Kovsh, noun

Kovsh 2The Kovsh was a traditional Russian drinking vessel (or ladle), usually oval-shaped like a boat with a single handle and often shaped like a bird or a Norse longship. Originally, the Kovsh was made from wood and was used to serve and drink mead. Specimens were excavated from as early as the 10th century. A metal Kovsh began to appear around the 14th century, although it continued to be carved out of wood and was frequently brightly painted in peasant motifs. By the 17th century the Kovsh was more often than not used as an ornament rather than a practical vessel.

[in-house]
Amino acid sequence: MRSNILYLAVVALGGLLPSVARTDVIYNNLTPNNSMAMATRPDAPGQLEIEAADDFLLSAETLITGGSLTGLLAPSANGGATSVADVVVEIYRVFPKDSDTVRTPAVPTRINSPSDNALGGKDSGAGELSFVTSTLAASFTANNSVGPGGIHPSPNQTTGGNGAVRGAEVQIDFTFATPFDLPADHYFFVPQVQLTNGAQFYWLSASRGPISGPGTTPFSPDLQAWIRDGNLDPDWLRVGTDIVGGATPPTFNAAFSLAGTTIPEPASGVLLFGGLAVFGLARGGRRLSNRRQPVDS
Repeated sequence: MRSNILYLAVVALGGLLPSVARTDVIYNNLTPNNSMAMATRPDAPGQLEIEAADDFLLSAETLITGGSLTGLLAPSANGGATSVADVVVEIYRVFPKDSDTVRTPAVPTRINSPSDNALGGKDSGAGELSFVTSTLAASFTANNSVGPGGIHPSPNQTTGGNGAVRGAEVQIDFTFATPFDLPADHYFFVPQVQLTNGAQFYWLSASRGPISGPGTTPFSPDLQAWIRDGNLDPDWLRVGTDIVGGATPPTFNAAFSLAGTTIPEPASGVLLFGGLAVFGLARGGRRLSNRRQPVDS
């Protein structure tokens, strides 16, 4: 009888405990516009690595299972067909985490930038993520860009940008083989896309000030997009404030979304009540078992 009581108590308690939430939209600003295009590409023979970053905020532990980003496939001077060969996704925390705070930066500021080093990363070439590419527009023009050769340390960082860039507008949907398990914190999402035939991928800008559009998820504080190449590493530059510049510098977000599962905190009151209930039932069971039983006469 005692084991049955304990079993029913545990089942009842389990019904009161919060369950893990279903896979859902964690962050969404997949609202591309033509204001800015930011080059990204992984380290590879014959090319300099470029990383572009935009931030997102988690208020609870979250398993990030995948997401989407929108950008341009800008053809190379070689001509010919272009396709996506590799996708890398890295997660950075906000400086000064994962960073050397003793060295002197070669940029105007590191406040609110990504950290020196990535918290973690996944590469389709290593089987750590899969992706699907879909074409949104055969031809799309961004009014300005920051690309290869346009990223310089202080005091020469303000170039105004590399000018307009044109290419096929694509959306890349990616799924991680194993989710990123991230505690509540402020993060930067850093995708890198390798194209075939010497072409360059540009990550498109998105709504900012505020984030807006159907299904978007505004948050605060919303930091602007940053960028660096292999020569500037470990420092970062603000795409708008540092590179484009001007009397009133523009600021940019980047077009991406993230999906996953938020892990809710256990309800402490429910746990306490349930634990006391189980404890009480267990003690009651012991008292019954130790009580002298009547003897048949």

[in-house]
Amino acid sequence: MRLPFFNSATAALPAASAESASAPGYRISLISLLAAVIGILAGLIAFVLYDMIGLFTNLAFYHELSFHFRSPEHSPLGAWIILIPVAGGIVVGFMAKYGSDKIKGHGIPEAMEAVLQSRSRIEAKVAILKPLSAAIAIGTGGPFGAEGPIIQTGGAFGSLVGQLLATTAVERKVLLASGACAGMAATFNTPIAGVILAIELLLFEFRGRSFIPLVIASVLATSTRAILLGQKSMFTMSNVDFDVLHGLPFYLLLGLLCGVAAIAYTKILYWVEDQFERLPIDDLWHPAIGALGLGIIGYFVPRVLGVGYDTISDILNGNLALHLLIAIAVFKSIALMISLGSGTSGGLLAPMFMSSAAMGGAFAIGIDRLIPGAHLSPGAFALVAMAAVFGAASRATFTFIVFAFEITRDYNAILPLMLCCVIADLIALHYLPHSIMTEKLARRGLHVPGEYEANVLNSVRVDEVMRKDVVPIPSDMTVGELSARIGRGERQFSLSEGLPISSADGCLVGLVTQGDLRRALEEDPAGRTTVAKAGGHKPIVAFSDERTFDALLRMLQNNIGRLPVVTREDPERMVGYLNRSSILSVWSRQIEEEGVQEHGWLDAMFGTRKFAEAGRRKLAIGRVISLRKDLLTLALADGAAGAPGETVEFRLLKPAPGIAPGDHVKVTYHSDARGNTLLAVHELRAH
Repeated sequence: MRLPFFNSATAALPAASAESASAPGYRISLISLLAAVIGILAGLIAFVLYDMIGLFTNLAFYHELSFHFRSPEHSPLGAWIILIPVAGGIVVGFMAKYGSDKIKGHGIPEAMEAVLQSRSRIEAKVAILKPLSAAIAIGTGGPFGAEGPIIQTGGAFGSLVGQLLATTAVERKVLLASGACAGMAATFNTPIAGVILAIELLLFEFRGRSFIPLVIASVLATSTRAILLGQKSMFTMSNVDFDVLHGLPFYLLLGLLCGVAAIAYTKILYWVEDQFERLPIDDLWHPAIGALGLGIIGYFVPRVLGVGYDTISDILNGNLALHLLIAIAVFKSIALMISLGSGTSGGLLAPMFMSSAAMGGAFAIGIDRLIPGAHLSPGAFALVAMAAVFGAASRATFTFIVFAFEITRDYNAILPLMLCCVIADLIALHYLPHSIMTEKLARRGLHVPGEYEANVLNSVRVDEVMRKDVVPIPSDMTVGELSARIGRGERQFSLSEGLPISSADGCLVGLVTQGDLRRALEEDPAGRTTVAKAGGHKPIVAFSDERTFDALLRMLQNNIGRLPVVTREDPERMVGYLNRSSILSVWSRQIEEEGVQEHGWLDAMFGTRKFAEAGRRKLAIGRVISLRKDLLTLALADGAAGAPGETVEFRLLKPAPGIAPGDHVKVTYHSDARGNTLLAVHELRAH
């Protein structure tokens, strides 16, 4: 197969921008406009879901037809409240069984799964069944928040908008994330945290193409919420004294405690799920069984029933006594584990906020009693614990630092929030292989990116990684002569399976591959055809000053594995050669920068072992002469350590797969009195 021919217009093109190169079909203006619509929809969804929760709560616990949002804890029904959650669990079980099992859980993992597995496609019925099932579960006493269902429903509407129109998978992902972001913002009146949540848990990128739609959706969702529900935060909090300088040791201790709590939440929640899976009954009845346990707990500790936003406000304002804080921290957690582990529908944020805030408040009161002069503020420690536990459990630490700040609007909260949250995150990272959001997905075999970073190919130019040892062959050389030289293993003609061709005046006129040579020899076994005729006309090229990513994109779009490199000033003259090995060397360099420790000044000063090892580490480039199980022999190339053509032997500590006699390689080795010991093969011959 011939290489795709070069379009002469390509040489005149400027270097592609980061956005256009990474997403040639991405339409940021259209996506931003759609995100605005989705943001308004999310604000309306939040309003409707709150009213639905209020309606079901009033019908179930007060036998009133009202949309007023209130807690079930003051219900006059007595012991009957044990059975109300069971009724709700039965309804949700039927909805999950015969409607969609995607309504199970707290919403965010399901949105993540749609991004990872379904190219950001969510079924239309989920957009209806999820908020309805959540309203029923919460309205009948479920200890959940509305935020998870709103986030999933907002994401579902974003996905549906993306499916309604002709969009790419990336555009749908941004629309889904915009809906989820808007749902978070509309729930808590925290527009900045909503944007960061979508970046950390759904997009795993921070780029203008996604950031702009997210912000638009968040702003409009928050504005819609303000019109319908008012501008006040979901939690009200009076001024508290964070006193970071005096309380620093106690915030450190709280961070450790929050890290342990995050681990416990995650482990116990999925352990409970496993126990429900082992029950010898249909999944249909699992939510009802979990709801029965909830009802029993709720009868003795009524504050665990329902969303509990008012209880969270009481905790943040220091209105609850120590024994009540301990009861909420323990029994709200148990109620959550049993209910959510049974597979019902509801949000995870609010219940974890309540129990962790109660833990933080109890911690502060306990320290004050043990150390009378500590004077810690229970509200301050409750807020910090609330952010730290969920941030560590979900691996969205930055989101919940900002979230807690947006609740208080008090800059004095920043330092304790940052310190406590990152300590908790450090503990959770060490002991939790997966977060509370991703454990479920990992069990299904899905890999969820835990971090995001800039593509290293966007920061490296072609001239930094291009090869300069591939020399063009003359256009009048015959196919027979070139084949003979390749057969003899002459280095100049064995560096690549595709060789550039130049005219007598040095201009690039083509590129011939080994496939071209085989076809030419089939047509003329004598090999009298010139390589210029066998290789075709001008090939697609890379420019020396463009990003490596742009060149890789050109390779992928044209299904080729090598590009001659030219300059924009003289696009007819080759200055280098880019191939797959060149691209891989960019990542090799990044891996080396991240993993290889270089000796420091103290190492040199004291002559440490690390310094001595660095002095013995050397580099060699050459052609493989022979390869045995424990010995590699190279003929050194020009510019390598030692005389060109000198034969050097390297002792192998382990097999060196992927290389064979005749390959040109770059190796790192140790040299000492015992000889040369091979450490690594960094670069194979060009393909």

The Kovsh shown here was sold at a July 24, 2016 auction held by Kaminski Auctions in Beverly, Mass. It was an item from the estate of the late Baroness Mary McFall de Gunzburg of New York City and Miami Beach. She was a huge fan of Russian silver pieces and this Kovsh hammered for $16,800 (including the buyer's premium). The 19th century Kovsh was marked “P. Ovchinkova” and showed two Vikings with armor. It was also marked “84” in Cyrillic. Also, a Russian enameled centerpiece from her collection, also marked “84,” made $13,500.